“If you speak Craig Treadwell’s name across our profession and in our community, no one ever has anything bad to say about him. It’s always a story of a good deed or something Craig had taught them along the way.
Capt. Ken Malcom added, “I was blessed to have had the opportunity to work with Craig Treadwell. I learned so much from him, especially early in my career. Craig can walk away from his tour of duty here knowing that he made a difference and served his community well.”
After starting at age 18 in 1981 as a jailer and radio operator with the Newton County Sheriff’s Office, Treadwell was promoted to road deputy after about four months.
Then, in February 1982, during his first month on the road, he was shot in the leg during a gunfight with a couple of wanted men from South Carolina in a stolen truck on Highway 81 north of Oxford. While he said it wasn’t his scariest moment on the job, it was a learning experience he would carry with him his entire career.
It also confirmed in his mind his career choice.
“I’ve been way more scared since then,” he said. “But that was one of the better learning experiences I ever had. I realized right then that this is a dangerous job; you’ve got to be careful. You can’t take anything for granted. I think it probably saved my life dozens of times since then.
“My mom asked me at the hospital that day, ‘Are you going to quit now? Are you going to find another job?’
“I said, ‘No, ma’am. I actually want to do it more, now.’”
After the shooting, Treadwell said he decided to make law enforcement his career and started to look at other agencies.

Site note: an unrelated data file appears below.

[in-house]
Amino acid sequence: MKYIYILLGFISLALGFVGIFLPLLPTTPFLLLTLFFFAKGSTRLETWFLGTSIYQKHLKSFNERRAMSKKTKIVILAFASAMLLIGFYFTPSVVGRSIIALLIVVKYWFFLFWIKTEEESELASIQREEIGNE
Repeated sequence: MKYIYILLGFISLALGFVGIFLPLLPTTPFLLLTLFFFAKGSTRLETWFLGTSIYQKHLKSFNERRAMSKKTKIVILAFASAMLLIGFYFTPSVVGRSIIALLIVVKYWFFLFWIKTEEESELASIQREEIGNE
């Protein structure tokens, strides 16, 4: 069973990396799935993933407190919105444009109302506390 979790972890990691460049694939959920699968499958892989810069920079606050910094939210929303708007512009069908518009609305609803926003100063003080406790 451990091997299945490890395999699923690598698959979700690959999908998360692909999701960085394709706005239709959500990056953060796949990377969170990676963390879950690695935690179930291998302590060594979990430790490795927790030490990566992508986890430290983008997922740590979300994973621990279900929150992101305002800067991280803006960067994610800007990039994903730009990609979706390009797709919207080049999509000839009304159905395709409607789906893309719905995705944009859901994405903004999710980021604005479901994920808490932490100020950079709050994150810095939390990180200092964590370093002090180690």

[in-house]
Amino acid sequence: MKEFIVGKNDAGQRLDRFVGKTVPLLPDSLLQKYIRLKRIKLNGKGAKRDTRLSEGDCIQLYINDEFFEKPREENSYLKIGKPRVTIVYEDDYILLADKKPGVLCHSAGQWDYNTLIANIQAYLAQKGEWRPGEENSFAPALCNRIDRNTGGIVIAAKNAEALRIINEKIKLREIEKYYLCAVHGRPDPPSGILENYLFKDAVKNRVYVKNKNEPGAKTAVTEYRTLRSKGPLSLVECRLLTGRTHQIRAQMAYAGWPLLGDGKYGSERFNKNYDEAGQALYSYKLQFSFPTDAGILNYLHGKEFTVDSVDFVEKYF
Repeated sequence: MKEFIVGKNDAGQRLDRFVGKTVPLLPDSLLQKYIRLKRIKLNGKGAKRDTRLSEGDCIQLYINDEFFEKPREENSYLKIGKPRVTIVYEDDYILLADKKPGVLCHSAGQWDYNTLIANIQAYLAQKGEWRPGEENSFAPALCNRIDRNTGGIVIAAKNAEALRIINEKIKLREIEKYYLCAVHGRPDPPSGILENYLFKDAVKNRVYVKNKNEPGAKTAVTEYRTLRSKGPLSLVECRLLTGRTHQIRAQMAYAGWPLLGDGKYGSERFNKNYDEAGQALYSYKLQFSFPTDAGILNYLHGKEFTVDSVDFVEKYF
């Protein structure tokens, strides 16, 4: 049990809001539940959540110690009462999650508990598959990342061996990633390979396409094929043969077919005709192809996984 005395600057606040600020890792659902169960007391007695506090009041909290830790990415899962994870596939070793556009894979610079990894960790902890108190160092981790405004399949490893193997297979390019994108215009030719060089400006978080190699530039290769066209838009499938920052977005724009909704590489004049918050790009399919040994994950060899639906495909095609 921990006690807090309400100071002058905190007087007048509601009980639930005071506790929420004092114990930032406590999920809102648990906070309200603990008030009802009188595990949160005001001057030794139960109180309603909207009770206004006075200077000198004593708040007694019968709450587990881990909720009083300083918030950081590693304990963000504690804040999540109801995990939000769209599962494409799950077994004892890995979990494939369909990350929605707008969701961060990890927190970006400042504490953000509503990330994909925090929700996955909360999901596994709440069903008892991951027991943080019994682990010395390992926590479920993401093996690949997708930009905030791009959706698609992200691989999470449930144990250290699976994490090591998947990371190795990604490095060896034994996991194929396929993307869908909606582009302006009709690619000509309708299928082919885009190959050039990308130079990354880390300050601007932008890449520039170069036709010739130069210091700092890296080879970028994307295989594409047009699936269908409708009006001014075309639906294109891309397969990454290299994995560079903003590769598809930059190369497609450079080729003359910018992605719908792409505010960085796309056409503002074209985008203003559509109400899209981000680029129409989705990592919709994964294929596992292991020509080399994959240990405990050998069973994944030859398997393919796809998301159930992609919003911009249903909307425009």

“I started looking at Covington police. I had to make a hard decision. It’s the hardest decision I ever made in my life — leaving the sheriff’s department and coming here — because I had a really good job at the sheriff’s department.”
Treadwell joined CPD in August 1982, working on the evening watch. He said he’s never looked back.
After working in patrol for three years, he applied for promotion to lieutenant in 1985.
“I actually got promoted to lieutenant in 1985. I had only been here three years,” he said. “I was a night shift lieutenant at 22.
“My first captain was Billy Joe Hewell. He had just been promoted to captain and I just got promoted to lieutenant and I don’t think I could have worked for a better supervisor or leader. He is a people person and he taught me a lot about working with people and dealing with people. Treating people the way you want to be treated. It’s gone a long way.”
In 1988, Treadwell transferred to narcotics. He worked there from 1988 until the early part of 1990. In 1990, CPD and the sheriffs in the area got together and formed the multi-agency East Metro Drug Enforcement Team.
Treadwell was one of the first agents assigned to the team and served until 1993 when he went to the FBI Academy for the first three months that year.
After the Academy, he returned to CPD to work in the Criminal Investigations Division. He worked there from April 1993 through 1998. Along the way, he enrolled in Mercer University and earned his bachelor’s degree. Chief Stacy Cotton promoted him to captain in 1998.